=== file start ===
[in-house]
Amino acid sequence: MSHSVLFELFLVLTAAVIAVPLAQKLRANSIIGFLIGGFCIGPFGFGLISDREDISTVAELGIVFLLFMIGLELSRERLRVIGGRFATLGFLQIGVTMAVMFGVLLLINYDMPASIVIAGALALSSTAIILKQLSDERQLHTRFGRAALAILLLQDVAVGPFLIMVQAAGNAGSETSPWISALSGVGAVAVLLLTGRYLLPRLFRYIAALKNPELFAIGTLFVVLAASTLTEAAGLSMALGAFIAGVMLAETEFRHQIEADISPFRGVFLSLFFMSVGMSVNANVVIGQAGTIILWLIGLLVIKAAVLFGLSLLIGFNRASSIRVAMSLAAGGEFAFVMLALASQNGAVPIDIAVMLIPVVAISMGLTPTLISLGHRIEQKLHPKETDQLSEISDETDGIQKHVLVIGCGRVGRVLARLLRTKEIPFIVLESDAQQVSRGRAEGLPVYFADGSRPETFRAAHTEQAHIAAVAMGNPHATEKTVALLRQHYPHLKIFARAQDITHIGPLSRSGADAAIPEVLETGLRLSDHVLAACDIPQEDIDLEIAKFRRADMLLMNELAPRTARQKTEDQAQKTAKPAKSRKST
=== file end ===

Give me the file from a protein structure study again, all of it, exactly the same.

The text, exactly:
[in-house]
Amino acid sequence: MSHSVLFELFLVLTAAVIAVPLAQKLRANSIIGFLIGGFCIGPFGFGLISDREDISTVAELGIVFLLFMIGLELSRERLRVIGGRFATLGFLQIGVTMAVMFGVLLLINYDMPASIVIAGALALSSTAIILKQLSDERQLHTRFGRAALAILLLQDVAVGPFLIMVQAAGNAGSETSPWISALSGVGAVAVLLLTGRYLLPRLFRYIAALKNPELFAIGTLFVVLAASTLTEAAGLSMALGAFIAGVMLAETEFRHQIEADISPFRGVFLSLFFMSVGMSVNANVVIGQAGTIILWLIGLLVIKAAVLFGLSLLIGFNRASSIRVAMSLAAGGEFAFVMLALASQNGAVPIDIAVMLIPVVAISMGLTPTLISLGHRIEQKLHPKETDQLSEISDETDGIQKHVLVIGCGRVGRVLARLLRTKEIPFIVLESDAQQVSRGRAEGLPVYFADGSRPETFRAAHTEQAHIAAVAMGNPHATEKTVALLRQHYPHLKIFARAQDITHIGPLSRSGADAAIPEVLETGLRLSDHVLAACDIPQEDIDLEIAKFRRADMLLMNELAPRTARQKTEDQAQKTAKPAKSRKST